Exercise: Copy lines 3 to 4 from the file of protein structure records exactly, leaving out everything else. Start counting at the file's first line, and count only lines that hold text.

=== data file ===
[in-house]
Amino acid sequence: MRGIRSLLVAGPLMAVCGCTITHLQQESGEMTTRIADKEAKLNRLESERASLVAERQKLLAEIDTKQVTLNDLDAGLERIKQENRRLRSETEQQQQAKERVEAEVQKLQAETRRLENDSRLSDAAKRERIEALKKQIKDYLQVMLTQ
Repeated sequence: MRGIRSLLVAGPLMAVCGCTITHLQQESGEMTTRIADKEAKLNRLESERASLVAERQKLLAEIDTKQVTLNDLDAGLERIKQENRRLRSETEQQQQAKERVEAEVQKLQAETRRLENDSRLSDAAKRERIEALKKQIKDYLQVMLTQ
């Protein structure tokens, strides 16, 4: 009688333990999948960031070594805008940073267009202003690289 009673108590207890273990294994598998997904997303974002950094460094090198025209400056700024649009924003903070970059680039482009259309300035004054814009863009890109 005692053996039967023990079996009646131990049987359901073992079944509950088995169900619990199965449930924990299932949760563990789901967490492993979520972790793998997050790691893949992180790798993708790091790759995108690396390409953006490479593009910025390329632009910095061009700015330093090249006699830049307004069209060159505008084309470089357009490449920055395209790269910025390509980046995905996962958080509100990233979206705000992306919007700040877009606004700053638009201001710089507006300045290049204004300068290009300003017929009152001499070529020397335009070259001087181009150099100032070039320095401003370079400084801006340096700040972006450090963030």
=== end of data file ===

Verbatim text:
Repeated sequence: MRGIRSLLVAGPLMAVCGCTITHLQQESGEMTTRIADKEAKLNRLESERASLVAERQKLLAEIDTKQVTLNDLDAGLERIKQENRRLRSETEQQQQAKERVEAEVQKLQAETRRLENDSRLSDAAKRERIEALKKQIKDYLQVMLTQ
């Protein structure tokens, strides 16, 4: 009688333990999948960031070594805008940073267009202003690289 009673108590207890273990294994598998997904997303974002950094460094090198025209400056700024649009924003903070970059680039482009259309300035004054814009863009890109 005692053996039967023990079996009646131990049987359901073992079944509950088995169900619990199965449930924990299932949760563990789901967490492993979520972790793998997050790691893949992180790798993708790091790759995108690396390409953006490479593009910025390329632009910095061009700015330093090249006699830049307004069209060159505008084309470089357009490449920055395209790269910025390509980046995905996962958080509100990233979206705000992306919007700040877009606004700053638009201001710089507006300045290049204004300068290009300003017929009152001499070529020397335009070259001087181009150099100032070039320095401003370079400084801006340096700040972006450090963030």